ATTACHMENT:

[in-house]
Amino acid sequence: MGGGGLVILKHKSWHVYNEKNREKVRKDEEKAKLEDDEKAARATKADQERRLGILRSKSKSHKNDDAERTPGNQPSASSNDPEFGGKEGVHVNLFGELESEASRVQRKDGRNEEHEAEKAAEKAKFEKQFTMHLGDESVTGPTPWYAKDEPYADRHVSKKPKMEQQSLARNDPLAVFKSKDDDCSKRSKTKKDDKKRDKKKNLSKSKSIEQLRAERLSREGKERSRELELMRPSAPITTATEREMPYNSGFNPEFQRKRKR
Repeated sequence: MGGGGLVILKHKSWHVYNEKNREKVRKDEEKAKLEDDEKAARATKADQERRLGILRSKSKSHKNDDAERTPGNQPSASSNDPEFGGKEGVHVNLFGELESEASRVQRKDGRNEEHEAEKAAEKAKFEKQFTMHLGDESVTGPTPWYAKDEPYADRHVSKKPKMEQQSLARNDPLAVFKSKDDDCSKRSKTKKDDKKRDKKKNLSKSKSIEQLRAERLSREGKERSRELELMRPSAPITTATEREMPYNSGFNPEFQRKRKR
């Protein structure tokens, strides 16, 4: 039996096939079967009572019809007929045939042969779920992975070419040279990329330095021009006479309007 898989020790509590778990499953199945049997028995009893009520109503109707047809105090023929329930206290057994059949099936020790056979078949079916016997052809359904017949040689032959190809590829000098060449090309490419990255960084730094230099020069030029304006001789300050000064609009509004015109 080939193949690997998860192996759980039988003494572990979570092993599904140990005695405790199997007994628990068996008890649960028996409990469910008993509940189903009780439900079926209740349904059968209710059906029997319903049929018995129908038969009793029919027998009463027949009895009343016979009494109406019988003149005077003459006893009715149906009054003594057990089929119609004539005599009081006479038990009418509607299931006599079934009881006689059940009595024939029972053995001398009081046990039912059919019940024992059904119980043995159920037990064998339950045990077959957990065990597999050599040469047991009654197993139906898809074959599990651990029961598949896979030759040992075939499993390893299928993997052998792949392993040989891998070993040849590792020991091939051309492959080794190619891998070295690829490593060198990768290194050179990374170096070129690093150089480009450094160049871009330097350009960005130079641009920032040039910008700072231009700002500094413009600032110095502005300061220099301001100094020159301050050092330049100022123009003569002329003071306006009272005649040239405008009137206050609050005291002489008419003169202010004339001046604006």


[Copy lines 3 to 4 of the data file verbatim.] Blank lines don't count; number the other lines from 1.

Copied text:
Repeated sequence: MGGGGLVILKHKSWHVYNEKNREKVRKDEEKAKLEDDEKAARATKADQERRLGILRSKSKSHKNDDAERTPGNQPSASSNDPEFGGKEGVHVNLFGELESEASRVQRKDGRNEEHEAEKAAEKAKFEKQFTMHLGDESVTGPTPWYAKDEPYADRHVSKKPKMEQQSLARNDPLAVFKSKDDDCSKRSKTKKDDKKRDKKKNLSKSKSIEQLRAERLSREGKERSRELELMRPSAPITTATEREMPYNSGFNPEFQRKRKR
């Protein structure tokens, strides 16, 4: 039996096939079967009572019809007929045939042969779920992975070419040279990329330095021009006479309007 898989020790509590778990499953199945049997028995009893009520109503109707047809105090023929329930206290057994059949099936020790056979078949079916016997052809359904017949040689032959190809590829000098060449090309490419990255960084730094230099020069030029304006001789300050000064609009509004015109 080939193949690997998860192996759980039988003494572990979570092993599904140990005695405790199997007994628990068996008890649960028996409990469910008993509940189903009780439900079926209740349904059968209710059906029997319903049929018995129908038969009793029919027998009463027949009895009343016979009494109406019988003149005077003459006893009715149906009054003594057990089929119609004539005599009081006479038990009418509607299931006599079934009881006689059940009595024939029972053995001398009081046990039912059919019940024992059904119980043995159920037990064998339950045990077959957990065990597999050599040469047991009654197993139906898809074959599990651990029961598949896979030759040992075939499993390893299928993997052998792949392993040989891998070993040849590792020991091939051309492959080794190619891998070295690829490593060198990768290194050179990374170096070129690093150089480009450094160049871009330097350009960005130079641009920032040039910008700072231009700002500094413009600032110095502005300061220099301001100094020159301050050092330049100022123009003569002329003071306006009272005649040239405008009137206050609050005291002489008419003169202010004339001046604006």